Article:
How exactly Donald Trump inflated his net worth by ‘billions’ – Letitia James

The office of New York Attorney General Letitia James has detailed every case in which Donald Trump allegedly misrepresented the value of his multi-billion dollar properties while announcing a major fraud lawsuit against the former president.

At a press conference Wednesday morning, James announced that she had filed a $250 million lawsuit against Trump, three of her children — Donald Jr, Ivanka and Eric Trump — and two senior Trump Organization executives.

James has embarked on a long-running investigation to determine whether Trump fraudulently inflated or understated the value of his assets to obtain benefits such as better bank loans and lower tax bills.

Trump and the Trump Organization are accused of “knowingly and intentionally” filing more than 200 false and misleading asset appraisals between 2011 and 2021 to defraud financial institutions.

Property of Donald Trump
This combo image shows the Trump Tower in Chicago, top left, an aerial view of the Mar-a-Lago estate in Florida, top right, Seven Springs, Mount Kisco, NY, bottom left, and the Trump Tower in New York, bottom right. Trump is pictured on a golf course, center.

Properties include Trump’s Mar-a-Lago resort in Florida, Trump Tower in New York and what was previously the Trump International Hotel in Washington DC.

Trump has denied the allegations and dismissed the lawsuit as ‘another witch hunt’

How Donald Trump allegedly inflated his net worth

Trump Park Avenue, New York, NY

Between 2011 and 2011, Trump listed the value of this asset at between $90.9 million and $350 million.

In July 2020, The Trump Organization received an appraisal worth $84.5 million, but in the 2020 filing, The Trump Organization appraised Trump Park Avenue at $135.8 million.

Values ​​for unsold residential units on Trump Park Avenue, sometimes as high as 95%, accounted for the bulk of the value estimate, despite the fact that 12 of the units were stabilized. An independent appraisal ordered by a bank in 2010 valued the 12 rent-stabilized units at $750,000, but they were valued at nearly $50 million in the 2011 and 2012 returns.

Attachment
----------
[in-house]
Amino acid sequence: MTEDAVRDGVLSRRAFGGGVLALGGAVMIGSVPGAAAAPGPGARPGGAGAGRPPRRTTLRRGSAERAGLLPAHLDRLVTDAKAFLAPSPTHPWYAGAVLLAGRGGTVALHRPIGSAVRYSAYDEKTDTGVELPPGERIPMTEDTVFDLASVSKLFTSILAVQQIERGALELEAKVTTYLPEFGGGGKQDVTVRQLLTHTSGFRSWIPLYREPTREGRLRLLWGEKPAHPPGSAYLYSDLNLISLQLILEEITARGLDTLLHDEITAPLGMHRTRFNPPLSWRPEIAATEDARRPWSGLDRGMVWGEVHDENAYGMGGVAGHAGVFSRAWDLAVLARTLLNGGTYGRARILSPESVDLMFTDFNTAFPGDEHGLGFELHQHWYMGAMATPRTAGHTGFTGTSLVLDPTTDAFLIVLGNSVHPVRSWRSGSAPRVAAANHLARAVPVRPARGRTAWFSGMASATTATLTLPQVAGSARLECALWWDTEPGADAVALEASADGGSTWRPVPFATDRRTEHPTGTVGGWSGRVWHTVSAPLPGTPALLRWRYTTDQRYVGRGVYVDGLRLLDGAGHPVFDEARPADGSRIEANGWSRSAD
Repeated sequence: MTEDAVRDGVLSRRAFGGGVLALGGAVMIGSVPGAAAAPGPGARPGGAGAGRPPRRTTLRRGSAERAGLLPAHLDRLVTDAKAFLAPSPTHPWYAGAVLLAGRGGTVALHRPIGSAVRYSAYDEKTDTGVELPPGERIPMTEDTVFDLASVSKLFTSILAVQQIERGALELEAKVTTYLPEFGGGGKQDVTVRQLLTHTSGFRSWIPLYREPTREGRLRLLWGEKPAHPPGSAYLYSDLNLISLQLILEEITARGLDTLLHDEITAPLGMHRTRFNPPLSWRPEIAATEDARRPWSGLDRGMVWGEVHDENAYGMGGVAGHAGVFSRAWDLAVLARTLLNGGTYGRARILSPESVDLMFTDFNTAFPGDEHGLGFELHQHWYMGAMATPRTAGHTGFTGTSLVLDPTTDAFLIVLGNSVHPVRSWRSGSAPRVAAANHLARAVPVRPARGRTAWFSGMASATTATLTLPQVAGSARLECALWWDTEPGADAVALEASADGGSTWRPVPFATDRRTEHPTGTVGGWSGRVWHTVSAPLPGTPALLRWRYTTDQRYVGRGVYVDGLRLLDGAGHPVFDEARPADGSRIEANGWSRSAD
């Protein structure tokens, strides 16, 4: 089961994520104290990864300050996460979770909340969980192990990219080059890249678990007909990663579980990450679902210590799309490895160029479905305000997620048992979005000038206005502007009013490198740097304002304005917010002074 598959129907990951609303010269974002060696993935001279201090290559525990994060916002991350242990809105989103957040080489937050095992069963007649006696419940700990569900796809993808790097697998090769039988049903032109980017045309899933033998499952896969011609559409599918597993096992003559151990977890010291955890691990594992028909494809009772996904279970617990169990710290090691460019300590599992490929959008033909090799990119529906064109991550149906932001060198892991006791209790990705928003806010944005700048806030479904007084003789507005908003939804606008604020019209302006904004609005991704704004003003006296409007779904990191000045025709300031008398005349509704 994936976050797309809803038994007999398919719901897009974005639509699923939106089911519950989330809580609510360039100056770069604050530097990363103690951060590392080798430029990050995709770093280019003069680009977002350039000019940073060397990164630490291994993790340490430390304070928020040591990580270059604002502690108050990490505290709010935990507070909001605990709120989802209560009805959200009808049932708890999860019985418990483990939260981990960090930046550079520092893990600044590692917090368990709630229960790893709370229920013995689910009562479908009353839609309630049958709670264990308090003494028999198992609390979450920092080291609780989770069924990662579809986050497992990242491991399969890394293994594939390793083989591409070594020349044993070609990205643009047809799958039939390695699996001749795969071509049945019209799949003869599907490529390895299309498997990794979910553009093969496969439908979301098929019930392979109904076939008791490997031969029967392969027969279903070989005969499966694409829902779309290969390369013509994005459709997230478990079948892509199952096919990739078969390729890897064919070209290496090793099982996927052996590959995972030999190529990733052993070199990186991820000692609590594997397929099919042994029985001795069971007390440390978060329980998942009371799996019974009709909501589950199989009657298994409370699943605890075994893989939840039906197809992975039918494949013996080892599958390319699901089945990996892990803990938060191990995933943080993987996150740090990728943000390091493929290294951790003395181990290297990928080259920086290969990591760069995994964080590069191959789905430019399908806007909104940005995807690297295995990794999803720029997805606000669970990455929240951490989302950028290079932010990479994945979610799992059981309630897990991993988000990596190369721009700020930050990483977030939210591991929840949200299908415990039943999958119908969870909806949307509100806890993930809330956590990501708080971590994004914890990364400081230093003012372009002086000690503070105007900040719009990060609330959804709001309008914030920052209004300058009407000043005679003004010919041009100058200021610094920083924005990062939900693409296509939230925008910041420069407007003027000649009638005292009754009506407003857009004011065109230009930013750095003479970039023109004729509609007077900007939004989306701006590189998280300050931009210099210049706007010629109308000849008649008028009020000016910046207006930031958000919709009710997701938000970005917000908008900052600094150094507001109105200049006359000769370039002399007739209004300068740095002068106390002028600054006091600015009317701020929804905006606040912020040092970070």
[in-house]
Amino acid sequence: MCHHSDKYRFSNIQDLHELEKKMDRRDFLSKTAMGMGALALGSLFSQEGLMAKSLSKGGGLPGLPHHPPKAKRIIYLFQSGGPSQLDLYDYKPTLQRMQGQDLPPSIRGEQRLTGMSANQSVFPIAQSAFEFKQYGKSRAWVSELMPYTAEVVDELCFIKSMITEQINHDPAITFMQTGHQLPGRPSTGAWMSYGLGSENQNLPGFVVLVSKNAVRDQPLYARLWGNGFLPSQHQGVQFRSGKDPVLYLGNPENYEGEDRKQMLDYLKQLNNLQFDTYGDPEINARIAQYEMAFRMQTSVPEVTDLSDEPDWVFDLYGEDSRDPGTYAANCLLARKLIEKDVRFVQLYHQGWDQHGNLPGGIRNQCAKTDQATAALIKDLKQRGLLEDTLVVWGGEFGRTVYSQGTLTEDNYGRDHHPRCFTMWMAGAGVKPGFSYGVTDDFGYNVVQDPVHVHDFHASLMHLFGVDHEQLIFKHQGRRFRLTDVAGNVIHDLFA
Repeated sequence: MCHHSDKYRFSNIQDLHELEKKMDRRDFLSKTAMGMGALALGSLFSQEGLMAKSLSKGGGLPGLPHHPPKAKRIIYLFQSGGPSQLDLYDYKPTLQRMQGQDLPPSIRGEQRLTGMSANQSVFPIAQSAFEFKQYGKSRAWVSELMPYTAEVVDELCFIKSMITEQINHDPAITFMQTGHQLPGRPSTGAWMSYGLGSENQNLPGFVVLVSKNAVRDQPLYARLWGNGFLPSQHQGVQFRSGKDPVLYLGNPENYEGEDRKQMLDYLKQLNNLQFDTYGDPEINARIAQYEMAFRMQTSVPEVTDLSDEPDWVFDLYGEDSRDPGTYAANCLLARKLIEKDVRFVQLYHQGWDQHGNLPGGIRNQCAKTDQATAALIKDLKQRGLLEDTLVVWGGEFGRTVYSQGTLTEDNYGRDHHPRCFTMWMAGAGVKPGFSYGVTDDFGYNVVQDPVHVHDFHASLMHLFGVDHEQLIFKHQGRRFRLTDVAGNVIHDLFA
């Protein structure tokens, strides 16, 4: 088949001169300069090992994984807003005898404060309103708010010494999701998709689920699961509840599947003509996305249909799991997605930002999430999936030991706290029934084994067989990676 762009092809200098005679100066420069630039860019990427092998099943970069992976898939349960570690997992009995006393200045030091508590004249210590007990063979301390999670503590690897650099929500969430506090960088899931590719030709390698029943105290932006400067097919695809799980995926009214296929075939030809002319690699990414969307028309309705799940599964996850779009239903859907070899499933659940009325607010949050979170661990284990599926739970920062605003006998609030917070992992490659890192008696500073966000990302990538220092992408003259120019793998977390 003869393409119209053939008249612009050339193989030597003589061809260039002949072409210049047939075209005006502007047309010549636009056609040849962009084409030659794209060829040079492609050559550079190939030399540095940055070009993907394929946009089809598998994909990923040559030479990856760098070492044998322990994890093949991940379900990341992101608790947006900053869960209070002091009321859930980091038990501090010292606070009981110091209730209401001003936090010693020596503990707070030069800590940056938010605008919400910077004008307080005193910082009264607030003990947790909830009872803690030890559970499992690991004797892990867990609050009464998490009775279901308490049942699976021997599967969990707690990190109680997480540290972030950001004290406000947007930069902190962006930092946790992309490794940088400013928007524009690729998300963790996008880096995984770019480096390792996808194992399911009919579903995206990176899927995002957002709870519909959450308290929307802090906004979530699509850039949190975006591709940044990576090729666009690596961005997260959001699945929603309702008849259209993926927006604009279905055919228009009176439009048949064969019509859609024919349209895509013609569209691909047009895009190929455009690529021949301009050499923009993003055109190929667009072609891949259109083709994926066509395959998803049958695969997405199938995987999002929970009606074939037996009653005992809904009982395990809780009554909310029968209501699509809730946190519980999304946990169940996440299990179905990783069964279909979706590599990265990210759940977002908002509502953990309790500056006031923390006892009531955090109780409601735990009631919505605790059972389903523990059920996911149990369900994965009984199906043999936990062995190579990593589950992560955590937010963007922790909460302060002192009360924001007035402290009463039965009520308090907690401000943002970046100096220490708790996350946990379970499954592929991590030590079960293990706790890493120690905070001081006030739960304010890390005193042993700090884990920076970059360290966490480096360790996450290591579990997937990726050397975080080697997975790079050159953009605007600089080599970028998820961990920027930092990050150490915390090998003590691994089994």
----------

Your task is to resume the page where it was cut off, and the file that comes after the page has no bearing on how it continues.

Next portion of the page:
The value of Ivanka Trump’s penthouses on Trump Park Avenue has also been raised in statements. Its first included an option to purchase the unit for $8.5 million, but was valued at $20.8 million in 2011 and 2012 and $25 million in 2013. A second, larger unit, was valued at $14.2 million, but was valued at $45 million on the 2014 statement.

Donald Trump’s triplex apartment in Trump Tower, New York, NY

Trump reportedly valued his triplex apartment at $327 million in 2015 and 2016 financial statements, based on claims that it was nearly 30,000 square feet, when it was actually 10,996 square feet.

James’ office said the attempted value claim was “absurd” given that at that time a single apartment in New York had sold for even $100 million, at a price per square foot less than $10,000. The record sale for an apartment in Trump Tower was $16.5 million at a price of less than $4,500 per square foot.

40 Wall Street, New York, NY

In November 2012, the Trump Organization received a bank valuation from 40 Wall Street for $220 million, but it was valued at $527 million and $530 million in returns for that year and 2013.

Seven Springs, Westchester County, New York

The Trump Organization is also accused of inflating the value of the 212-acre estate, which Trump bought in 1995 for $7.5 million.

The property was valued at $291 million in filings from 2011 to 2021 based on a proposed plan to build nine luxury homes on the property generating a supposed profit of $161 million. However, James said these values ​​were “fictional” and “totally unsupported by the property’s development history and contradicted by every professional appraisal carried out on the property”.

In 2016, an independent appraisal concluded that the estate was worth $56 million.

Niketown, New York, NY